Attacks on Nigerian students: It's time the police force demonstrates efficiency and offers protection to Africans

With the rise in the number of racial attacks on Indians abroad, it is imperative that the police in India, demonstrate inefficiency and expediency while handling security issues related to expats back home.

FP Staff March 28, 2017 20:11:17 IST

Sadeeq Bello, a Nigerian student, made a desperate appeal to External Affairs Minister Sushma Swaraj on Tuesday.

His plea came after a group of Nigerian students were attacked by a mob in Greater Noida. Four students sustained severe injuries in the attack. The local residents even demanded that all Africans living as tenants in residential colonies of Greater Noida should be asked to vacate the houses immediately. This outburst against the Africans came after five Nigerian students were picked by the police over the death of Class XII student Manish Khari due to suspected drug overdose.

True to her diplomatic style, Swaraj in a series of tweets, assured immediate action and even spoke to the newly appointed Uttar Pradesh chief minister Yogi Adityanath about an fair and impartial investigation.

Many-a-times, Swaraj's prompt tweets have highlighted the Ministry of External Affairs' transparent way of handling diplomatic crisis, nevertheless, tweets alone cannot ensure on-ground safety. It is the efficiency of the state machinery that can manage to instill a feeling of security among its people, especially among the expatriate community. Assurances like those of Uttar Pradesh minister Siddharth Nath Singh's would remain mere lip service if the first-reaction team fails to take immediate action.

This, however, is not a one-off case. Last year, a group of African national students had held a protest at Jantar Mantar following the killing of a Congolese national and a string of other attacks on Africans in Delhi. Assuring increased police patrolling and sensitisation campaigns, Swaraj had said, "I assure our African friends that institutional mechanisms would be put in place to ensure that such incidents do not recur in future. India will continue to remain a country where they will always feel welcome.”

In February this year, Indian engineer Srinivas Kuchibhotla was killed and his colleague Alok Madasani and an American, Ian Grillot, were injured in a shooting by Navy veteran Adam Purinton who was heard yelling, "Get out of my country!" at a bar in Olathe City, Kansas. Harnish Patel, an Indian American and an owner of a convenience store in Lancaster County, South Carolina, was shot dead in the front yard of his home. Hate crimes and racial attacks on Indians abroad have increased in the US, especially since Donald Trump was elected president. Following the attacks, Swaraj had informed Parliament that the Indian authorities have taken the issue of racial attacks to the top echelons of the US administration.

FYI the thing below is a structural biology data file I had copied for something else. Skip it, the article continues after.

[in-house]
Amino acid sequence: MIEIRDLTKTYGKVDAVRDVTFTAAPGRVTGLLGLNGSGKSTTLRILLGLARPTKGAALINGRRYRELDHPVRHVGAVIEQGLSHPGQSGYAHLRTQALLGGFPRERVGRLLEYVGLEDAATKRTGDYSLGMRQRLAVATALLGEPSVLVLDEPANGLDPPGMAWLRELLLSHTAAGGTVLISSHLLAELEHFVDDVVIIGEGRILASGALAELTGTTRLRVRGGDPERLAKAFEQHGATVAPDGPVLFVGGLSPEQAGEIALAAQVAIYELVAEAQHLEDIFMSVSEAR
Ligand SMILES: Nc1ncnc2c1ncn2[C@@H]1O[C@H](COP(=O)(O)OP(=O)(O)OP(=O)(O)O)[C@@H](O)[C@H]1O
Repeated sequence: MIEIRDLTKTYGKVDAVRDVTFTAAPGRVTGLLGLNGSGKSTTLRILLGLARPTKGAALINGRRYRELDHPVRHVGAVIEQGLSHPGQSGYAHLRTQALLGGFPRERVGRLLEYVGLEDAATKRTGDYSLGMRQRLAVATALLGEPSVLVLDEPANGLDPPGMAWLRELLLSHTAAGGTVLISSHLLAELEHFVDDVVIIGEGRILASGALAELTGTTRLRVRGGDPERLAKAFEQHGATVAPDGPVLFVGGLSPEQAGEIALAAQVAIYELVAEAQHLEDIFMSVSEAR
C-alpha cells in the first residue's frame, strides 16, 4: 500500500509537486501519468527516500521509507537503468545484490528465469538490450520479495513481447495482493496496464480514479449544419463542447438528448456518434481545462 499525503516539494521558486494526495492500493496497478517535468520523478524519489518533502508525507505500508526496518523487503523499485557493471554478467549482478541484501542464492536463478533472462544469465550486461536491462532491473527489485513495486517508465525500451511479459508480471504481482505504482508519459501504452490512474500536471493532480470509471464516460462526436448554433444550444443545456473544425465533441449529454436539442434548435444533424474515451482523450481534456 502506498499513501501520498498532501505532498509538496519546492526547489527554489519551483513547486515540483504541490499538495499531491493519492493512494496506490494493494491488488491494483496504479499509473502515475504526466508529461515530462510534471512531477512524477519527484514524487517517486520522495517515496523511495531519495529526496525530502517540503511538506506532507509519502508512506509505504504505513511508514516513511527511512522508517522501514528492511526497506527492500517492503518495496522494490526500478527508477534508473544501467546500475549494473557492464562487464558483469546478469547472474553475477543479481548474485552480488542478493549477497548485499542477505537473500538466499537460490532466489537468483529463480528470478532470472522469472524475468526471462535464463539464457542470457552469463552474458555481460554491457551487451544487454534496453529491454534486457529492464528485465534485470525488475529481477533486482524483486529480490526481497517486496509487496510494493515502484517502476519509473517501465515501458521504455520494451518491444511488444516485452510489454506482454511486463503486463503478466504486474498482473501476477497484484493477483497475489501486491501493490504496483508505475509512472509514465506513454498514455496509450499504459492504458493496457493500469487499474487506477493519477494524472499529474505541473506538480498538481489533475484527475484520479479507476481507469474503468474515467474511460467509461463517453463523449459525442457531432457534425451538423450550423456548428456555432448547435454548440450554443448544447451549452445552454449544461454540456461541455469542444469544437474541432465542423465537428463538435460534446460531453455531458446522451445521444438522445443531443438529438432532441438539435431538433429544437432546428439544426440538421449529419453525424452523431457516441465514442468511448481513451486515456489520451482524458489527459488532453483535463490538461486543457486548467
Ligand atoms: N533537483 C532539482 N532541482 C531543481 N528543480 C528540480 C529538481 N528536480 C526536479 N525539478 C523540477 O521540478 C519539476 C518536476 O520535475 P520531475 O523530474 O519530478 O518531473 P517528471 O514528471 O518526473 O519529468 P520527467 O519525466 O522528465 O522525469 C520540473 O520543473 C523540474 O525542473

Pramit Pal Chaudhuri of Hindustan Times writes: "US law-and-order agencies and judicial bodies have, if anything, become more active in prosecuting hate groups and crimes. The Kansas shootings were notable that one of the victims was a white American who tried to intervene and that private online donations have covered the medical costs of the wounded."

With the rise in the number of racial attacks on Indians abroad, it is imperative that the police in India, demonstrate inefficiency and expediency while handling security issues related to expats back home. It is the efforts at the local level that will reflects on the government's ability to handle and quell such crisis. In the wake of these attacks, Association of African Students in India issued the following statement:

According to latest reports, the police have arrested seven locals and the Uttar Pradesh government has promised to investigate the incident. However, repeated attacks on Africans throw up a few questions:

1. Why did the police fail to control the mob? As this Nigerian points out why wasn't the police called in time to stop the ensuing violence?

2. Sadeeq Bello's tweet to Swaraj seemed like a desperate effort to seek security in a foreign country. Does it show the police's failure to ensure their protection?

3. The fact that the student association had to issue an advisory cautioning students not to step out of their homes reflects a deep distrust in the police force. What is the being done to dispel this feeling of alienation and helplessness?

4. Arresting local goons is not enough. How will the police ensure the protection of these foreign nationals?

5. Racial attacks are a reality for Indians abroad, what is the police doing to prevent such attacks on foreigners?

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